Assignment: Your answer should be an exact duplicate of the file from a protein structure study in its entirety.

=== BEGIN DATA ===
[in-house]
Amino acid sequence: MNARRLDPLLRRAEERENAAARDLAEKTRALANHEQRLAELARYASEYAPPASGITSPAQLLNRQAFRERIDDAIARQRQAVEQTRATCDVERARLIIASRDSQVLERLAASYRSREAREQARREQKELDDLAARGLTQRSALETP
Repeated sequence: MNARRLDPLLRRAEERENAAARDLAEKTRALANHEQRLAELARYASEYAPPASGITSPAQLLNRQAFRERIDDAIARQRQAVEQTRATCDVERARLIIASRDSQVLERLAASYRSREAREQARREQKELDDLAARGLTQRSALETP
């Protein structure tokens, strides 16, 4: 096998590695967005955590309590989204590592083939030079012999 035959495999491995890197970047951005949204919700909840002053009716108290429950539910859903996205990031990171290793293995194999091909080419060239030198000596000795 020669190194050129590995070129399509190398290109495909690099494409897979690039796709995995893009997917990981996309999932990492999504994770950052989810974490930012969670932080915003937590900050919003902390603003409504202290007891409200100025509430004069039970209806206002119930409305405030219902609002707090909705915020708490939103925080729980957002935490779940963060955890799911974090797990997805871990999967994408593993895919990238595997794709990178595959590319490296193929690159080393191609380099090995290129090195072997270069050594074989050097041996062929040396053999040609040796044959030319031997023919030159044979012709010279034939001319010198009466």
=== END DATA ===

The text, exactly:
[in-house]
Amino acid sequence: MNARRLDPLLRRAEERENAAARDLAEKTRALANHEQRLAELARYASEYAPPASGITSPAQLLNRQAFRERIDDAIARQRQAVEQTRATCDVERARLIIASRDSQVLERLAASYRSREAREQARREQKELDDLAARGLTQRSALETP
Repeated sequence: MNARRLDPLLRRAEERENAAARDLAEKTRALANHEQRLAELARYASEYAPPASGITSPAQLLNRQAFRERIDDAIARQRQAVEQTRATCDVERARLIIASRDSQVLERLAASYRSREAREQARREQKELDDLAARGLTQRSALETP
């Protein structure tokens, strides 16, 4: 096998590695967005955590309590989204590592083939030079012999 035959495999491995890197970047951005949204919700909840002053009716108290429950539910859903996205990031990171290793293995194999091909080419060239030198000596000795 020669190194050129590995070129399509190398290109495909690099494409897979690039796709995995893009997917990981996309999932990492999504994770950052989810974490930012969670932080915003937590900050919003902390603003409504202290007891409200100025509430004069039970209806206002119930409305405030219902609002707090909705915020708490939103925080729980957002935490779940963060955890799911974090797990997805871990999967994408593993895919990238595997794709990178595959590319490296193929690159080393191609380099090995290129090195072997270069050594074989050097041996062929040396053999040609040796044959030319031997023919030159044979012709010279034939001319010198009466």